Wayne Fugate shares an ingenious method to give your hands a break and let your feet do the tedious work of shelling beans for you.
PHOTO: FOTOLIA/IGOR YARUTA
Last summer my sore hands and I decided it was time to find an easier way to shell dried beans. I'd heard that letting the beans soak for a couple of hours in a bucket of water would soften the pods and make for more carefree "husking". But summertime on our homestead keeps my family on the move so much that I considered even that method to be too time-consuming. Then I hit upon a solution: Why not take advantage of all that running about and let our feet do the chores?
Now, I simply lay a burlap bag on a flat surface, fill it two inches thick with the dried beans, tie the open end securely, and place the sack on the back porch or on a protected, well-traveled walkway. After just a few days of being trampled underfoot by my family's many comings and goings, the beans are shelled! (I do turn the bag over daily and make sure it stays dry.)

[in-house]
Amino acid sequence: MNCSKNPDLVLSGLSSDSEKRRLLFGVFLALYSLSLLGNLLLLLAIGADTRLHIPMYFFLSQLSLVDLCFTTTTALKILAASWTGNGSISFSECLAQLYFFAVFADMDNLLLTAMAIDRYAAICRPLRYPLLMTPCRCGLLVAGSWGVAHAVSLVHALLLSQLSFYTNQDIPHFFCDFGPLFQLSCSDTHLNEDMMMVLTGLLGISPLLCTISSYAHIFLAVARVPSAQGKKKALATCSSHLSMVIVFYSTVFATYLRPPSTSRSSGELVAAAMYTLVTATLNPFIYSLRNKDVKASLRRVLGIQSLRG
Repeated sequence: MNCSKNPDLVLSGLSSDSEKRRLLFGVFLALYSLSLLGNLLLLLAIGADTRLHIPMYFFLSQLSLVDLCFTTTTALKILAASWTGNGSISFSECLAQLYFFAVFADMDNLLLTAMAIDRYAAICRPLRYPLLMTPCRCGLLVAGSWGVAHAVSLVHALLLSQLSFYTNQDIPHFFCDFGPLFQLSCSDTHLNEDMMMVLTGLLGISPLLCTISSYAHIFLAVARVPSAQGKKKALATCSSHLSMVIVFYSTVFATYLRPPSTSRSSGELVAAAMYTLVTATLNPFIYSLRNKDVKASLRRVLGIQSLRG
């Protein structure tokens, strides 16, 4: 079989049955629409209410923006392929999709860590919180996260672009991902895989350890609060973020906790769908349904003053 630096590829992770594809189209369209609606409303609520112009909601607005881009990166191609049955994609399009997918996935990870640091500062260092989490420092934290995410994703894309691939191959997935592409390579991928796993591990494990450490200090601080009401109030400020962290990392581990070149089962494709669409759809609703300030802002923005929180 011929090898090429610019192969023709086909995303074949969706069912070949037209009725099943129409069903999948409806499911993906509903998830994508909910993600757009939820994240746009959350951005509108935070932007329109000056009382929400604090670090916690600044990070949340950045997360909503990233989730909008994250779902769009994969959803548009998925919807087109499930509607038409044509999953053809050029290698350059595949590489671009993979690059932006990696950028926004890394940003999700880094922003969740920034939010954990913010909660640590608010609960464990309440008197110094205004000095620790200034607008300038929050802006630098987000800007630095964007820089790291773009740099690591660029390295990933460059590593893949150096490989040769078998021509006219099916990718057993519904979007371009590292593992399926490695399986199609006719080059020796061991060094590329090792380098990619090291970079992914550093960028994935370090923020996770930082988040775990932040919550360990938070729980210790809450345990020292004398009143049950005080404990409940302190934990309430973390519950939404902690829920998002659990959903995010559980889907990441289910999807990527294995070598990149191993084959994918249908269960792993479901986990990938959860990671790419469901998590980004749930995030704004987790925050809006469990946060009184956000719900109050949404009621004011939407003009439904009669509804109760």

Once all the hulls are beanless, I give the poke a couple of vigorous shakes . . . which causes the beans to shift down to the bottom and leaves the shell pieces to be easily scooped off the top. Next, the pod free legumes are given a good washing and placed in a 135° oven for a couple of hours until they're thoroughly dry. (This also will kill any weevils in the seeds.)
My foot-shelled beans are then ready to be stored in airtight containers. What's more, my hands aren't a bit sore, and I've managed to conserve two of any gardener's most important assets: time and energy!